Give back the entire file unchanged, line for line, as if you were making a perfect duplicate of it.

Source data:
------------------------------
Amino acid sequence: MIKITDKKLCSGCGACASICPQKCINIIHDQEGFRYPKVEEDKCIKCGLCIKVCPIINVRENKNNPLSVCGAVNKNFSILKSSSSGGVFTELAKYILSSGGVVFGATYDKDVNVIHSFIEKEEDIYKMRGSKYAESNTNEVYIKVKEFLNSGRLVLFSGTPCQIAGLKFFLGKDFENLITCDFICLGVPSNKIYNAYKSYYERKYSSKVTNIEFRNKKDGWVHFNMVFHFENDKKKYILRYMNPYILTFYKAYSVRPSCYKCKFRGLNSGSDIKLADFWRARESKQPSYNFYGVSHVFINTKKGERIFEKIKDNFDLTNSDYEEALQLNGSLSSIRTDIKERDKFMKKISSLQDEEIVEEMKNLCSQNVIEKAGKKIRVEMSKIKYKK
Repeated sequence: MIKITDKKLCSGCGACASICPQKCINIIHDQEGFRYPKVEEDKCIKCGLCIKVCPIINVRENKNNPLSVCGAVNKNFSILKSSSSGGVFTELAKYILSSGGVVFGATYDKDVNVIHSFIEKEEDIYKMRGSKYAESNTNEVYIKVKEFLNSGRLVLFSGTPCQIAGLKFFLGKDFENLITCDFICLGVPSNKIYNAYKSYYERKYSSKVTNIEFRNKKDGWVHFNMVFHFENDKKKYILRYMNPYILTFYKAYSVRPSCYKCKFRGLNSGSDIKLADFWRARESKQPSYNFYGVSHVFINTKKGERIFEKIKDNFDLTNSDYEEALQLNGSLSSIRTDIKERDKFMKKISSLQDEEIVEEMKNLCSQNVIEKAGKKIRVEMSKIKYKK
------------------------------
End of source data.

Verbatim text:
Amino acid sequence: MIKITDKKLCSGCGACASICPQKCINIIHDQEGFRYPKVEEDKCIKCGLCIKVCPIINVRENKNNPLSVCGAVNKNFSILKSSSSGGVFTELAKYILSSGGVVFGATYDKDVNVIHSFIEKEEDIYKMRGSKYAESNTNEVYIKVKEFLNSGRLVLFSGTPCQIAGLKFFLGKDFENLITCDFICLGVPSNKIYNAYKSYYERKYSSKVTNIEFRNKKDGWVHFNMVFHFENDKKKYILRYMNPYILTFYKAYSVRPSCYKCKFRGLNSGSDIKLADFWRARESKQPSYNFYGVSHVFINTKKGERIFEKIKDNFDLTNSDYEEALQLNGSLSSIRTDIKERDKFMKKISSLQDEEIVEEMKNLCSQNVIEKAGKKIRVEMSKIKYKK
Repeated sequence: MIKITDKKLCSGCGACASICPQKCINIIHDQEGFRYPKVEEDKCIKCGLCIKVCPIINVRENKNNPLSVCGAVNKNFSILKSSSSGGVFTELAKYILSSGGVVFGATYDKDVNVIHSFIEKEEDIYKMRGSKYAESNTNEVYIKVKEFLNSGRLVLFSGTPCQIAGLKFFLGKDFENLITCDFICLGVPSNKIYNAYKSYYERKYSSKVTNIEFRNKKDGWVHFNMVFHFENDKKKYILRYMNPYILTFYKAYSVRPSCYKCKFRGLNSGSDIKLADFWRARESKQPSYNFYGVSHVFINTKKGERIFEKIKDNFDLTNSDYEEALQLNGSLSSIRTDIKERDKFMKKISSLQDEEIVEEMKNLCSQNVIEKAGKKIRVEMSKIKYKK